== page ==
- Sample communication materials to be used in the rollout of the plans. Attractively group a few key screenshots of presentation pages on one slide and the rollout schedule on another slide. This way leaders will know when they can expect to begin hearing scuttlebutt about the new plans (sales compensation changes are rarely quiet events in an organization). Your leaders need to be prepared with high-level answers to articulate the business case for the change, and the benefits the new plan designs will provide to the company and the salespeople.
Compensation Cost Issues
The senior leadership team is unlikely to want to get into detailed examples of exact calculations, but will want to understand the aggregate cost of compensation at different performance levels and how this will support the company’s business objectives (see Figure 1).
It is important that senior leaders understand how the cost of compensation should change over time, as a percentage of revenue or profit. While individual compensation levels may be increasing, sales productivity (revenue, units and/or margin) should be increasing at a faster rate, with the result that cost of compensation as a percent of revenue is decreasing over time. This doesn’t necessarily happen every year, as some years are intentional investment years and others are “harvesting” years in which the hard work of several prior years is realized. But during a multiyear period, the cost of compensation should continue to come down in successful businesses (see Figure 2).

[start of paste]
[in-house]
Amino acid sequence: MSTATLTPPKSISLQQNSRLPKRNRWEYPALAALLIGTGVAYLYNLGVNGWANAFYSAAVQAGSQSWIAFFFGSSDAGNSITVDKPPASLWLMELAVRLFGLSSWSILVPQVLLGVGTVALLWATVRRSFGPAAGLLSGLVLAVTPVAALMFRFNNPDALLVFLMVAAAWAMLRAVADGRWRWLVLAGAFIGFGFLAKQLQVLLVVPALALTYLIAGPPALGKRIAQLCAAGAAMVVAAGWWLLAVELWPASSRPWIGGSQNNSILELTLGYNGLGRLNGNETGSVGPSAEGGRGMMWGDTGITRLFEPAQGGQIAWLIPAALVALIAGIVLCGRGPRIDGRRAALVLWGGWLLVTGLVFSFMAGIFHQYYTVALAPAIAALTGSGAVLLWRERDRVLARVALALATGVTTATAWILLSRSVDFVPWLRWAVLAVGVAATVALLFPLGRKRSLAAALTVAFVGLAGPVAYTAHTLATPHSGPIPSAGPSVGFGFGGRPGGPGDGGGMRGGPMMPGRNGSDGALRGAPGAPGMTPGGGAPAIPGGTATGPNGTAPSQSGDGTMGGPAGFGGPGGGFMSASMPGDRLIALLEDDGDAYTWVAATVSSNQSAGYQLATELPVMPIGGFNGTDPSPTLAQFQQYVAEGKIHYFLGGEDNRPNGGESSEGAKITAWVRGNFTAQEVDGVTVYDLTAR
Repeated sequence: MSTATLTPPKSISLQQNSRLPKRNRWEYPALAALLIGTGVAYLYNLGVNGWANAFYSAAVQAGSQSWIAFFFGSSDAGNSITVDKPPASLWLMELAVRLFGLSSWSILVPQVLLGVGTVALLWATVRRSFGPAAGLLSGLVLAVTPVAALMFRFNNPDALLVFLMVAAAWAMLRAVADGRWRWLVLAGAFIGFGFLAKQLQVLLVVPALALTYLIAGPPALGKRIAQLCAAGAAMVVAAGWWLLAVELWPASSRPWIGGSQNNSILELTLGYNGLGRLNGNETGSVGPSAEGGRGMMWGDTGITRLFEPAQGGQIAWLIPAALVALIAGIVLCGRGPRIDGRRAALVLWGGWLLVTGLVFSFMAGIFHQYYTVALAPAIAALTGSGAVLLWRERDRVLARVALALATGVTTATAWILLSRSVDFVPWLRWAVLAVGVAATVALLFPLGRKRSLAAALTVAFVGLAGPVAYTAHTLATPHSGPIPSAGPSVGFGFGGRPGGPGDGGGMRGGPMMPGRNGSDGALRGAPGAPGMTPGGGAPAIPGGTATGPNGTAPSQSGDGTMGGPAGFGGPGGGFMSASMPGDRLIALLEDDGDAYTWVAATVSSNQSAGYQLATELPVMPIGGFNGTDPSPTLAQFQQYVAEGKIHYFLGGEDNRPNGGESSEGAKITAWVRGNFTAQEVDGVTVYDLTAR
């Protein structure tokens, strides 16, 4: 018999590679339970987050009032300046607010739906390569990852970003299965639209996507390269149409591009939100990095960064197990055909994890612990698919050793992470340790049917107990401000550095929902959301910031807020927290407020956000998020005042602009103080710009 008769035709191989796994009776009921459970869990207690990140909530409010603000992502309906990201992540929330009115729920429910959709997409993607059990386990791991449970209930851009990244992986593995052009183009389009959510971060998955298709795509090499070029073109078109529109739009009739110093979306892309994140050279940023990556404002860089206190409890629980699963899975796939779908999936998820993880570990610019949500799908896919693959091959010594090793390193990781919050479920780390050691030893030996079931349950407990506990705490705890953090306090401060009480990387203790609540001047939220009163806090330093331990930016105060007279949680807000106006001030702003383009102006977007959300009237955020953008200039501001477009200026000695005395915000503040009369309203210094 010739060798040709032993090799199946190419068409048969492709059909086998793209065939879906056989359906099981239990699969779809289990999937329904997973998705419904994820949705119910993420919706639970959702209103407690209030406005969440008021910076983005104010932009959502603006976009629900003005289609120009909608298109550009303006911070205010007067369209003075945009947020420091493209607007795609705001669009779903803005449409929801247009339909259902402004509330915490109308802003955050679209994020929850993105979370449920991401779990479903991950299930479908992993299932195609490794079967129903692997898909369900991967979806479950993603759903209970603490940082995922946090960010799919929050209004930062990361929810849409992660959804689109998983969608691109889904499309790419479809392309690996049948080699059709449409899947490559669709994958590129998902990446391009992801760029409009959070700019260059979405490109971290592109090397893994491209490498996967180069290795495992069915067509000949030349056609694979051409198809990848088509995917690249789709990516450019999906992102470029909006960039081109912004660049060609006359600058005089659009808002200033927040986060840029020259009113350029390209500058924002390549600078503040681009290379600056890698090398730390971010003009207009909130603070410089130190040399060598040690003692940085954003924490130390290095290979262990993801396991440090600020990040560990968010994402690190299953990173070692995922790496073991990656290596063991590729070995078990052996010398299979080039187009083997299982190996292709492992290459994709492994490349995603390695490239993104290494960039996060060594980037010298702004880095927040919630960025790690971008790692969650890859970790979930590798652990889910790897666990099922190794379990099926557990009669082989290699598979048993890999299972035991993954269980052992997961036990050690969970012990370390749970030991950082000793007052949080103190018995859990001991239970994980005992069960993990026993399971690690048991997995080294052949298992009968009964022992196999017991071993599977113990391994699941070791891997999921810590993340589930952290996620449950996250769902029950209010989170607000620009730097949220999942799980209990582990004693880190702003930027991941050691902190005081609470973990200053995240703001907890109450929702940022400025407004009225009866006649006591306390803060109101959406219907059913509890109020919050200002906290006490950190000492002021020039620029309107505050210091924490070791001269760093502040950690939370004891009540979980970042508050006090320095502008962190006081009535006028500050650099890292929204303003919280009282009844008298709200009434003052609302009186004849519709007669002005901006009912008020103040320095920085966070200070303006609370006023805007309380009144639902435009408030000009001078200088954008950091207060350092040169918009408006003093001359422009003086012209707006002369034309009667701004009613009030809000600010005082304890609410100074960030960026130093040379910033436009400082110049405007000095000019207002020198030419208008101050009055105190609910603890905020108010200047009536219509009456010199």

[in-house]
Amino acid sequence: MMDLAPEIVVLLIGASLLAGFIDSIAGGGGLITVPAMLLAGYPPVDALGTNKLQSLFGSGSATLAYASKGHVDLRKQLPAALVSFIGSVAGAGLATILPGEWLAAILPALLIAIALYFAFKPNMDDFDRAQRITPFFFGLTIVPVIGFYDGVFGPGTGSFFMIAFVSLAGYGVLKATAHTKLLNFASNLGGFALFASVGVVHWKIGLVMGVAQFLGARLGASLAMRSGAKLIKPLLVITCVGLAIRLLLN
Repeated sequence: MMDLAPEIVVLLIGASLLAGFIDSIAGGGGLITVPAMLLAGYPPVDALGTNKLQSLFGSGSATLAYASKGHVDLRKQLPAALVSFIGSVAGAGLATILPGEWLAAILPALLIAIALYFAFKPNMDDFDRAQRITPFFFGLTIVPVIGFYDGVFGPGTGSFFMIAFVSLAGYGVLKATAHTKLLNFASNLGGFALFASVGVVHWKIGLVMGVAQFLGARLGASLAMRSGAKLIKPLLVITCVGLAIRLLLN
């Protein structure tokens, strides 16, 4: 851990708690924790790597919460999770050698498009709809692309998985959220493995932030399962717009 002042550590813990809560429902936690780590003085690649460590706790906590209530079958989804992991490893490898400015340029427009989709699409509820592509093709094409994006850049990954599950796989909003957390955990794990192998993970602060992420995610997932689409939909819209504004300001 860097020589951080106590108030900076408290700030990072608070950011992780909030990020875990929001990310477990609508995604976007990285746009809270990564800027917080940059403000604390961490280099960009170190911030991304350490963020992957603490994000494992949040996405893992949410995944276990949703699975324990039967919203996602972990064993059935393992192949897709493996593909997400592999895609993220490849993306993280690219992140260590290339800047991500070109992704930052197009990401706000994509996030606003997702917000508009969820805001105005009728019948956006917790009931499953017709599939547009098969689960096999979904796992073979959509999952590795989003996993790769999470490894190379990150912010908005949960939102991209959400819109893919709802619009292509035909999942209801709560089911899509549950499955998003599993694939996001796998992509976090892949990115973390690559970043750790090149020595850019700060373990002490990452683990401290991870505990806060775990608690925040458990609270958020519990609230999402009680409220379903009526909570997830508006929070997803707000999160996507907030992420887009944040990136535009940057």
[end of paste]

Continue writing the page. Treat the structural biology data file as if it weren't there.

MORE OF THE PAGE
Often there is confusion about the need to pay sales incentives for less than target performance, or when the overall company is not reaching its goals. Be prepared to talk about the psychology behind incentive compensation and the value driven to the bottom line when, for example, 40 percent of your sales representatives are motivated to move from 80 percent of quota to 90 percent of quota. Show examples of a few of the different payout curves in use and how they will drive the desired results (see Figure 3). It is often also useful to draw the distinction between over-and-above bonus compensation (like that often offered in broad-based employee pay incentive plans) and true at-risk pay needed to earn the market value of the job (like that usually offered as part of a sales compensation package).
The design team, the executives and other senior leaders will all be influential in selling the plans to the salesforce, who ultimately must be motivated by the plan for it to be successful. Enlisting the support of leadership early and often throughout the process will help ensure a smooth design process and a successful new plan year.